I kind of just sat there wondering why a grown woman was attempting to tell me off. The power of bloggers, eh? She obviously wasn't happy that I'd written about this on my story - however, as mentioned earlier, I had never actually named the salon, so I was really confused as to why she was acting as if I had slandered the salon publicly. I couldn't understand why she was so angry, when I had written fairly standard comments. I mean, I personally don't see what is very rude about a sad peach gif.

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It felt quite hilarious, sitting there as she essentially tried to slap me on the wrist for being a blogger. She... 'accused' (I guess?) me of “slagging off the salon” - yes, those were her exact words used, very professional, I know. Which I'm not sure how I could of, as I never actually named the salon anywhere on social media or even my personal Facebook.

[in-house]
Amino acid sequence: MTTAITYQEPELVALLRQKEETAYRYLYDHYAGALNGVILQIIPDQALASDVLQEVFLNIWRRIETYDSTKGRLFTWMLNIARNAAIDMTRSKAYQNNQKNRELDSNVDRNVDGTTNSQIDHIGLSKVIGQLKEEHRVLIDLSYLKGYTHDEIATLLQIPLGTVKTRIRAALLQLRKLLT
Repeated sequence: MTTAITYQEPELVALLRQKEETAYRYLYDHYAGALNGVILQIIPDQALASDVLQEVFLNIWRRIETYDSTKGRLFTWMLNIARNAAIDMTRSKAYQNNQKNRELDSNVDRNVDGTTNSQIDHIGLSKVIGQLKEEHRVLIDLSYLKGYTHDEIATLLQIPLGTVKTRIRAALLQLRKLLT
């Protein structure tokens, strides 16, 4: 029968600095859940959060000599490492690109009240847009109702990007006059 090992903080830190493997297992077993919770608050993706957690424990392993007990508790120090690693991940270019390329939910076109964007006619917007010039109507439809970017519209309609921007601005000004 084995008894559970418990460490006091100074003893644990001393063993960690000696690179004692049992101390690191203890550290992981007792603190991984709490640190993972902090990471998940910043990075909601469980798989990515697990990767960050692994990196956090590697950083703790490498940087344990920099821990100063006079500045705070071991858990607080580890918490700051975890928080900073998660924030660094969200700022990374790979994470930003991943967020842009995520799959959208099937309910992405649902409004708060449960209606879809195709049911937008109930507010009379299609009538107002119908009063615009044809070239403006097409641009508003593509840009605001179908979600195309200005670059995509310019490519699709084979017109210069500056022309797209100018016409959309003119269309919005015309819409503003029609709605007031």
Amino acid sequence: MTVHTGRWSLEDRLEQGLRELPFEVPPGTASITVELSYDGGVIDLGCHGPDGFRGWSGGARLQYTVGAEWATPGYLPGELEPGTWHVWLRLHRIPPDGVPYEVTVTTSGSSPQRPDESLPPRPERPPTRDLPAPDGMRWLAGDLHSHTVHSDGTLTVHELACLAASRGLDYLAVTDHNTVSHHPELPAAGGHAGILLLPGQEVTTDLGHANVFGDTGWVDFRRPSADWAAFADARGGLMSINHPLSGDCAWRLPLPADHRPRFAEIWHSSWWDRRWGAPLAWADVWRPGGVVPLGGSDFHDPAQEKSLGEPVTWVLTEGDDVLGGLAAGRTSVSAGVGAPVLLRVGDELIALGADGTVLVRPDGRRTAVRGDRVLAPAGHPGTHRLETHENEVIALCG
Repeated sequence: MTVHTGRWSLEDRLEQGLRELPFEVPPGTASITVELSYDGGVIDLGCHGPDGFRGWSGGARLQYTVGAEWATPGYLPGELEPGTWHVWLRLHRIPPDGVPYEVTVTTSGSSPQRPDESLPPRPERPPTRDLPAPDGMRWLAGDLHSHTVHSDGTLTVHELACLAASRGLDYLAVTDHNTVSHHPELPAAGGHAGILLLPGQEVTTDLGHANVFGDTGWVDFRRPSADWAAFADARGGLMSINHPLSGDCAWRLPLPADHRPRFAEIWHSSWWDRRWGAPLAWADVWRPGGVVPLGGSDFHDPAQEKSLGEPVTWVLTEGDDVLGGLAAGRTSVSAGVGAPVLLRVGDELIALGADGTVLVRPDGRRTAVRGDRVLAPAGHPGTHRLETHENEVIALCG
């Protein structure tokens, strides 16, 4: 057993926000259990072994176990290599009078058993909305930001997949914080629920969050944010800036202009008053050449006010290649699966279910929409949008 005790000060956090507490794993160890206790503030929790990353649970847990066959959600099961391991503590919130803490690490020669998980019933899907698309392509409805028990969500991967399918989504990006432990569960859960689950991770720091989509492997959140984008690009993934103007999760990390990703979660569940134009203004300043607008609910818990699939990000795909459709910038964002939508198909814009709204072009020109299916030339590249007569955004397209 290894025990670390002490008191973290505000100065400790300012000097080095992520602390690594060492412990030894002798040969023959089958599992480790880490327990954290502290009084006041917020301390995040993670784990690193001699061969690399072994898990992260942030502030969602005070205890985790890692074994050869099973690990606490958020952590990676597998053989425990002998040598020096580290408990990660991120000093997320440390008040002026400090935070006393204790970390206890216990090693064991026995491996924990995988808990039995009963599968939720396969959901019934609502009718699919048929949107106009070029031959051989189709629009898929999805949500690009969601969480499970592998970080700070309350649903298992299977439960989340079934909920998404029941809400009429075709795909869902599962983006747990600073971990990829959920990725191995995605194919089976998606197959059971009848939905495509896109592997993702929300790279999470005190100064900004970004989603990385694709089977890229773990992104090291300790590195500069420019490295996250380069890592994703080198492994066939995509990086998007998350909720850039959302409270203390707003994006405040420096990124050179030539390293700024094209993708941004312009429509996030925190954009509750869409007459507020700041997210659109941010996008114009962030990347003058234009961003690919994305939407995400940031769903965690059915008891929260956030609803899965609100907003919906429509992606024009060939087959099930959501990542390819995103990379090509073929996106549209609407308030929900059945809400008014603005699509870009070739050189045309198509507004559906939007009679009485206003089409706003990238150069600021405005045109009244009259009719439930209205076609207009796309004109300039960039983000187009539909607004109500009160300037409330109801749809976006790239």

I was shocked. After this painfully ridiculous exchange, the lady that had actually coloured my hair then came over and said that I had “maybe wanted a dip-dye instead of a balayage’ which confused me, as the photo I’d shown was a balayage by the Catherine Boden hair salon in Manchester (The creme de la creme of all things blonde - their work is totally gorgeous!) - and they literally specialise in those kinds of colour changes, so I'm rather confused as to how she got to that point of view.